Yves here. The fact that the gas price cap has retreated from headlines does not mean it has gone away. Irina Slav explains why it’s inconsequential now but could have an impact next winter. And that’s not likely to be the one its designers intended, since traders can and have even said they will route transactions away from the EU, which could destabilize markets.
By Irina Slav, a writer for Oilprice.com with over a decade of experience writing on the oil and gas industry. Originally published at OilPrice
- Last week, the European Union saw a cap on natural gas prices come into effect.
- After a long period of discussions, the EU Commission came up with a revised price cap at 180 euro per MWh.
- Right now, natural gas is trading at around 50 euros, or around $53, per MWh on the EU spot market.
Last week, the European Union saw a cap on natural gas prices come into effect in hopes of curbing the risk of a repeat of last year’s eye-watering gas price jump to more than $350 per megawatt-hour.
That spike in prices, which occurred in the summer after the Nord Stream pipeline—the biggest conduit of Russian gas to Europe—was blown out of commission saw businesses shut down and people gather to protest shy-high electricity bills. And the EU really doesn’t want this to happen again.
The agreement for the price cap was no easy feat. It was fraught with problems from the start. Some EU members—the richer ones such as Germany and the Netherlands—opposed the very idea of capping the price of a commodity that sells on a free, unregulated market. Others, such as Spain, Italy, and the Eastern European states, defended the cap as a means of keeping gas relatively affordable.
The initial proposal of the European Commission was to cap gas prices at 275 euro per MWh, or $287 if this price remains unchanged for two weeks on the spot market. Also, the price of gas in Europe had to be at least 58 euro above the average LNG price on the spot market for 10 consecutive days within those same two weeks to make matters even more complicated and unlikely to happen.
Because of the level of this original price cap, the length of time it had to be in place in order to trigger the cap mechanism, and the LNG-related requirement, that first idea ended up being rejected on the grounds that it is effectively pointless.
The Commission came up with a revised one that set the cap at 180 euro per MWh, equal to around $197. The cap would be triggered if prices remained at that level for three consecutive days and if that price was also 35 euro higher than the brand new EU benchmark for LNG prices. While officially approved, the cap mechanism remains largely pointless.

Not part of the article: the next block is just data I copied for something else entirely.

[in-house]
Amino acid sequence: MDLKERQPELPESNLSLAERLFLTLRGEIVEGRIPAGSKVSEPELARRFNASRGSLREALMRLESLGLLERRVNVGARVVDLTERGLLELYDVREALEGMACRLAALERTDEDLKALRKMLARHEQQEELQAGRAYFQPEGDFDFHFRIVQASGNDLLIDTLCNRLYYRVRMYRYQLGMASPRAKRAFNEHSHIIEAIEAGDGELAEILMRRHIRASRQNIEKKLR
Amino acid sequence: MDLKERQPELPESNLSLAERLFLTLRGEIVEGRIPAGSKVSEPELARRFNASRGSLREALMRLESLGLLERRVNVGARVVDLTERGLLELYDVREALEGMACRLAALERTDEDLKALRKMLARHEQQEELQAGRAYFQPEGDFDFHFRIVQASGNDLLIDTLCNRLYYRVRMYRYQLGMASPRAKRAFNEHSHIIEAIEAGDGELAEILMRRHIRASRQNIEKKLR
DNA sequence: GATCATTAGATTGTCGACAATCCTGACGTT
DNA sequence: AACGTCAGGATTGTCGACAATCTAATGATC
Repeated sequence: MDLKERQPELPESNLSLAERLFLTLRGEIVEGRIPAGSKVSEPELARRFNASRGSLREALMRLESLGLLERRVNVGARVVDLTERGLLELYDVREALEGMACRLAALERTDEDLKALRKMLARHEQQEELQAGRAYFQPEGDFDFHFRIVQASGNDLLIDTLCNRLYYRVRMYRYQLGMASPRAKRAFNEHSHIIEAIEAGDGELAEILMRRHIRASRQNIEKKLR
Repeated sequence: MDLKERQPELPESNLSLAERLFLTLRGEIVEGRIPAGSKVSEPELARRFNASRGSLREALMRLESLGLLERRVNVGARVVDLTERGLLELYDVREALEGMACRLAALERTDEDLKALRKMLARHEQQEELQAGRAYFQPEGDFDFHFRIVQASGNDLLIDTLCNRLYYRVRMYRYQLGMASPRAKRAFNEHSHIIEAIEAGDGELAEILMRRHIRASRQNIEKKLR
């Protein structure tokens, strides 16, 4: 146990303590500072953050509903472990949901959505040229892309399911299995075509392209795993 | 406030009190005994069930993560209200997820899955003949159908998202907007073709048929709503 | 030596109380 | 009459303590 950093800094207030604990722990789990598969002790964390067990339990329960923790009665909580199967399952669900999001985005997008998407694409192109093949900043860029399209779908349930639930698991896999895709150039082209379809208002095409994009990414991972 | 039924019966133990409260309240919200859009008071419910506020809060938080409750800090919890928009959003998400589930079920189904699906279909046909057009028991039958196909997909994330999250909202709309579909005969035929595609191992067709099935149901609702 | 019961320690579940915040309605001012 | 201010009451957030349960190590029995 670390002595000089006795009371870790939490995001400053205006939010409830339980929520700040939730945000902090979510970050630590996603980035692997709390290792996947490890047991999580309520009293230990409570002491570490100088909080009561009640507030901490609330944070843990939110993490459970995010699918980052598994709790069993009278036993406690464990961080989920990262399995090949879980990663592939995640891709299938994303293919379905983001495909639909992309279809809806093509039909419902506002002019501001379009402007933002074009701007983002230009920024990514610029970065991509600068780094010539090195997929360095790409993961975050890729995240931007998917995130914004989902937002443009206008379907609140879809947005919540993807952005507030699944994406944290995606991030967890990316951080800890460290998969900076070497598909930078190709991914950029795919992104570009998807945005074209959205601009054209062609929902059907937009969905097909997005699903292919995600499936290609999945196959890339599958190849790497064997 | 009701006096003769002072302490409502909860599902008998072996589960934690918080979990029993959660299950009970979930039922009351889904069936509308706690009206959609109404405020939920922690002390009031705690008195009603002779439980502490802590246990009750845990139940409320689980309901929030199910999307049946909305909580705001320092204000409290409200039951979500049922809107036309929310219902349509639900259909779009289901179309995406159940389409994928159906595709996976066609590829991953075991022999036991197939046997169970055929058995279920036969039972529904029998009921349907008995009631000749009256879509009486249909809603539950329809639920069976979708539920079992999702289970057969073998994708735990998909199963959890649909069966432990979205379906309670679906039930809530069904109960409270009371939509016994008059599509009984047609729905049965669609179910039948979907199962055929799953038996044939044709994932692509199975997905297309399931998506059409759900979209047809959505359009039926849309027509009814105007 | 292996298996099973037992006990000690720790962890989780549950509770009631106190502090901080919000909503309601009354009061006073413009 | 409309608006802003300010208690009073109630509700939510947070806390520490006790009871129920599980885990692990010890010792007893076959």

Right now, natural gas is trading at around 50 euro, or around $53, per MWh on the EU spot market. The chances of this changing so radically that the cap needs to be triggered are, for now, remote. Gas in storage is at much higher levels than usual at this time of the year, so European buyers will not need to worry about refill season too soon.
According to the Wall Street Journal‘s Carol Ryan, a late cold snap could potentially empty these storage sites and push gas prices closer to the cap. But, the report notes, traders’ behavior will likely start changing before the TTF benchmark hits 180 euro per MWh. And the first thing they do will be to move their activity from the transparent and strictly regulated stock exchange to the murkier landscape of over-the-counter trades.
This was one major concern that traders and ICE were quick to express during the discussions on the level and conditions for the cap. Trader associations and even the European Central Bank said the cap could destabilize the EU financial system. ICE said it could be forced to move out of the EU.
“If agreed, the market correction mechanism will be imposed on customers and the market infrastructure with no time for resilient testing and thorough risk management,” ICE told Reuters in December.
“It is the responsibility of ICE as the market operator to consider all options if this mechanism is agreed, up to and including whether an effective market in the Netherlands is still viable,” the exchange operator also said.
ICE has not moved out of the EU yet, but it has set up a TTF market in the UK, just in case. For now, the circumstances necessary to trigger the cap are not particularly likely to emerge anytime soon. Theoretically, this should make everyone happy. In reality, it’s a bit more complicated.
The European Union is ending winter with record-high gas in storage. Yet it bought this gas at prices that were multiple times higher than current prices. And it cannot sell that gas because it would mean lossesof billions of euro.
In other words, while from a certain perspective, the EU is safe with enough gas to weather any late winter cold spells, from another perspective, the EU is stuck with gas it bought at 100-350 euros, and now this same gas is trading at 50 euro. And at some point, buyers will have to begin buying again for next winter, and prices will be certain to jump, adding to the bill.
The gloomy predictions are already out: the IEA’s Fatih Birol recently reiterated his pessimistic view of the near-term global energy supply security by noting LNG competition is set to intensify as China demand increases while supply remains unchanged. We may yet see the conditions for triggering the EU gas price cap. And it would be interesting to see how many sellers will be willing to abide by the EU cap.